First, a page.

Therapeutic Listening & ADHD

Instructor: Karin Gonzalez

Karin has taught middle and high school Health and has a master's degree in social work.

Like medication and behavioral therapy, Therapeutic Listening is a treatment method for ADHD that many know little about. Learn about Therapeutic Listening and how it helps treat ADHD in this lesson.

What Is Therapeutic Listening?

Some people listen to classical music such as the beautiful sonatas by Beethoven when they study or work. They feel that the music helps them tune out distractions and focus on the work at hand. While Therapeutic Listening assists in attention, it is quite different from just listening to music.

The music and sounds used in Therapeutic Listening are specifically altered for each individual's purpose so that the frequencies and tone of the music targets a specific area in the vestibular-cochlear and central nervous systems. Whatever a person is having difficulty with--attention, hand-eye coordination, social skills, hyperactivity, sleep, sensory processing-- therapeutic listening will be specifically altered to help that individual with that specific need.

Therapeutic Listening is an evidence-based form of music and sound therapy created by Sheila Frick, the founder of VitaLinks, that assists people with many things such as sensory integration, poor attention and communication, and social skill deficits.

In Therapeutic Listening therapy, an individual listens to a 30-minute session of music on specialized headphones twice a day no less than 3 hours apart from each other. While listening to music during the 30-minute session, the individual is usually engaging in behaviors that are intended to help them practice the skill of which they are wanting to improve. It can be done at home or in a therapeutic setting with a VitaLinks trained therapist.

Treating ADHD

In the literature regarding the problems and disorders of which Therapeutic Listening helps, attention and focus are usually at the top of the list. Therapeutic Listening is a form of therapy for Attention-Deficit Disorder (ADD) or Attention-Deficit Hyperactivity Disorder (ADHD).

Therapeutic Listening music can be altered in a way to stimulate the part of the brain that is responsible for attention, focus and hyperactivity. There have been numerous case studies to validate the efficacy of Therapeutic Listening to improve attention and focus.

Attention-Deficit Hyperactivity Disorder is a medical disorder mostly caused by the way the brain functions. Some areas of the brain may be less active or smaller in those with ADHD. Areas of the brain responsible for attention, focus, organization and motor activity such as the frontal lobe, basal ganglia, caudate nucleus, and cerebellum can be stimulated and activated in Therapeutic Listening.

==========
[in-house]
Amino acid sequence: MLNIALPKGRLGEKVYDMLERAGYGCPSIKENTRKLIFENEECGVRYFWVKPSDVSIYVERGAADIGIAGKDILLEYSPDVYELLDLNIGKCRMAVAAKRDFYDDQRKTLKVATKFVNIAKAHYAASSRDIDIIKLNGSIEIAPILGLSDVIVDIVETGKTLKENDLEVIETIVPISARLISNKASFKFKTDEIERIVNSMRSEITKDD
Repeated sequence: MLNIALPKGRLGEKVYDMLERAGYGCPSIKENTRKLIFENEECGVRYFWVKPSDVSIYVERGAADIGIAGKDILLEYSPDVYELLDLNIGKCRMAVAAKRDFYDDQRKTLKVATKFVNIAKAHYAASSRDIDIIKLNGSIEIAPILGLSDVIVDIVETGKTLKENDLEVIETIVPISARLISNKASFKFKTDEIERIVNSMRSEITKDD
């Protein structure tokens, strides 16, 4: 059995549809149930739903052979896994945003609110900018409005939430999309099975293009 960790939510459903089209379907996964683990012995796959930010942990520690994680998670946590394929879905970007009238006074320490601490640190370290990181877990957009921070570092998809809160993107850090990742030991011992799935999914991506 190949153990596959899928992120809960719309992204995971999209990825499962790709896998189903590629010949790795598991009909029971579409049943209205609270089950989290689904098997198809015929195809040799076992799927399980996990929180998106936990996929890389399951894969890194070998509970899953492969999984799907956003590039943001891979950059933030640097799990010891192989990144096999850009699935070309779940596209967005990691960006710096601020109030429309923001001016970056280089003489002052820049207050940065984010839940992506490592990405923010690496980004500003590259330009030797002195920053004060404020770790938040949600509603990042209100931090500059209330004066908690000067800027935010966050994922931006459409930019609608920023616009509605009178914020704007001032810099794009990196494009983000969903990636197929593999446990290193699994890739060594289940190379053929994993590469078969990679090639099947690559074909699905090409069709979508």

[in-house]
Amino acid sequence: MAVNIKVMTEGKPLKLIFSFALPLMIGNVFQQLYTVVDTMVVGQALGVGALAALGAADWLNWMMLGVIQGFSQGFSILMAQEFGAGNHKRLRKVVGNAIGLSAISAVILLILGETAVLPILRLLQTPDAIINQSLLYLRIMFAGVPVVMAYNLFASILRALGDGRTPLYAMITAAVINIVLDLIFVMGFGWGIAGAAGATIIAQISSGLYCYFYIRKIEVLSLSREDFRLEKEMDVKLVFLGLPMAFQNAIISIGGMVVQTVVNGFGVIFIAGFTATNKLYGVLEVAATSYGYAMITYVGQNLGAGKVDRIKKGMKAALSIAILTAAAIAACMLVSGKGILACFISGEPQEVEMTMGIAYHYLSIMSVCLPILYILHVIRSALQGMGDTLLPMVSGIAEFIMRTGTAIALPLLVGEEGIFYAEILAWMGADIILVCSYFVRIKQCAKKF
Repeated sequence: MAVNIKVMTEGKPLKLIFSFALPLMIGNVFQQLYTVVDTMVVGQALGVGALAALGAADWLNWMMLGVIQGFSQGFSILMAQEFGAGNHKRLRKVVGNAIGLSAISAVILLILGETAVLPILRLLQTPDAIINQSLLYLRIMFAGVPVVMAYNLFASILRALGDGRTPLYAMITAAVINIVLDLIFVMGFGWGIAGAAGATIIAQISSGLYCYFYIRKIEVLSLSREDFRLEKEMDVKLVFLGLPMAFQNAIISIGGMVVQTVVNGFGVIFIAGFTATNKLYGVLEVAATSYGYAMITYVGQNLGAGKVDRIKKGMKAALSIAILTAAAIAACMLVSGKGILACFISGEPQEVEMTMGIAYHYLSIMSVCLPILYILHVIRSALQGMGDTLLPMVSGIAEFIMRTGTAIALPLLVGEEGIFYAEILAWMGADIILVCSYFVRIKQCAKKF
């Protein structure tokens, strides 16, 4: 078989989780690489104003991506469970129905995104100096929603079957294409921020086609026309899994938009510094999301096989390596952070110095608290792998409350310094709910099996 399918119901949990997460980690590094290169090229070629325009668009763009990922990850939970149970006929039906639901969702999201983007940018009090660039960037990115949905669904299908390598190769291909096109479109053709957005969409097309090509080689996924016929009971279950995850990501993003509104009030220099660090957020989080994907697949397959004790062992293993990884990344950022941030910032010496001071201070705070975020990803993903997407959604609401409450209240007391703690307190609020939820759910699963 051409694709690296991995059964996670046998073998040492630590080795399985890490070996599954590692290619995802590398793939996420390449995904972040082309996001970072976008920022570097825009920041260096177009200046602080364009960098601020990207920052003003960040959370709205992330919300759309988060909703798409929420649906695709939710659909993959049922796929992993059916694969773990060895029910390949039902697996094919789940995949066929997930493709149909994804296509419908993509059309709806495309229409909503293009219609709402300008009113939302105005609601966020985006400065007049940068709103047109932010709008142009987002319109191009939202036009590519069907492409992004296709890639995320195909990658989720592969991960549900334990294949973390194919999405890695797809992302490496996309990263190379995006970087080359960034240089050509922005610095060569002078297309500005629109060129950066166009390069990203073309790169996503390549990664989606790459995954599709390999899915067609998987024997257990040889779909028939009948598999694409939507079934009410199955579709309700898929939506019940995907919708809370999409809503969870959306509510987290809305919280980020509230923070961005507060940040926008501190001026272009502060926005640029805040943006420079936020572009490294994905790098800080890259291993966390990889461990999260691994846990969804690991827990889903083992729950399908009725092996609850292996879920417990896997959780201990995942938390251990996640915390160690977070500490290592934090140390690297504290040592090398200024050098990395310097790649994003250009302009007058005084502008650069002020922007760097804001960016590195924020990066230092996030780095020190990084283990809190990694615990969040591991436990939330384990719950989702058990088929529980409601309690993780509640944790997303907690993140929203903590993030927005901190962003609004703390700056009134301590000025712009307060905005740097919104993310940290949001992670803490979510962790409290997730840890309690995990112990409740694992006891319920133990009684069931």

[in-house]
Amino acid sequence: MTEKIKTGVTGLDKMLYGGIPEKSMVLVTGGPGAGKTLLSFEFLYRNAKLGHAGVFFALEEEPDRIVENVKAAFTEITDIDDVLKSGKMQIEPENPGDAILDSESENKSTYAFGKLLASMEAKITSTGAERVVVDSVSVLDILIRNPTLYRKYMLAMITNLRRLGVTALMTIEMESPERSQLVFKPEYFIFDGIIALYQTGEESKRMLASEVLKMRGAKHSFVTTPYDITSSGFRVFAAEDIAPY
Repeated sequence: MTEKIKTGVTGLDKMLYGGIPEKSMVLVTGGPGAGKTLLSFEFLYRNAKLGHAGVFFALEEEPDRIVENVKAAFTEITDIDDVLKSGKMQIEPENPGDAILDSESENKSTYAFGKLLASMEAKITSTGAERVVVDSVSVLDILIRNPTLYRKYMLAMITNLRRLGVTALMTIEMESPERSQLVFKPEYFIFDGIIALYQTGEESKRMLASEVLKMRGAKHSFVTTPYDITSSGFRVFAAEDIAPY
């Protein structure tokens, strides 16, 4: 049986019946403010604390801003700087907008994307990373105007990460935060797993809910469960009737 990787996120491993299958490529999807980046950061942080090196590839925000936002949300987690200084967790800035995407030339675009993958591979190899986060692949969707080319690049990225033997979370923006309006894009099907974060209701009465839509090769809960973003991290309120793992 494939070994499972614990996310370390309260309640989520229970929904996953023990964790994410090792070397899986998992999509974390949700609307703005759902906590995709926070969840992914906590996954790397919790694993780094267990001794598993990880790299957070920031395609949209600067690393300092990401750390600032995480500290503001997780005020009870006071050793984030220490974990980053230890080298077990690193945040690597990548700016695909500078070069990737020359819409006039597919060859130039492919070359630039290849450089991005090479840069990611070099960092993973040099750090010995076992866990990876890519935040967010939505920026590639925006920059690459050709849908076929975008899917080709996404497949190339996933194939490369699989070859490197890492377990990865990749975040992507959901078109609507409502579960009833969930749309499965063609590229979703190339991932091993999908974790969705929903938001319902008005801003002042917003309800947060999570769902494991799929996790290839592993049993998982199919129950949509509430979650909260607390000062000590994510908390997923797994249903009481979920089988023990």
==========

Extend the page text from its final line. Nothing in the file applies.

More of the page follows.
For example, a person with low functioning of their frontal lobe may be more impulsive because the frontal lobe helps people think before taking action. Therapeutic Listening can be designed to stimulate the frontal lobe to control impulsivity in those with ADHD.

ADHD is unfortunately very common, affecting (20%) 1/5th of boys and (8%) almost 1/10th of girls. Some children with ADHD also have an auditory processing disorder (APD) that makes it difficult to process the meaning from words that they hear due to a disconnect in messages sent from the ear to the brain.

About 5% of kids have an APD and the symptoms could be similar to those seen in ADHD. Therapeutic Listening can help reorganize the auditory processing from the ear to the brain to aid in verbal comprehension and auditory reception.

How Does It Work?

The music or sounds delivered to the individual through the headphones have been electronically modified and altered so that they stimulate the proper area of the central nervous system or brain. When one thinks of the music used in Therapeutic Listening, they might think that it is classical music.

While classical music is sometimes used, Therapeutic Listening could also incorporate other types of sound and music such as nature sounds or upbeat popular music depending on each individual client's needs. For individuals, usually children, with ADHD, the music and sounds will help them improve focus, concentration, attention, organization and auditory discrimination, as well as decrease hyperactivity.

The music can be altered to stimulate different areas of the nervous system by adjusting the sound level. Low sounds that are below 1,000 Hz help with balance and posture. Medium-range sounds are between 1,000 and 4,000 Hz. It is the high range sounds over 4,000 Hz that help with attention. The type of instrument used, rhythm, beat, melody, tempo are all adjusted depending on the individual's needs.

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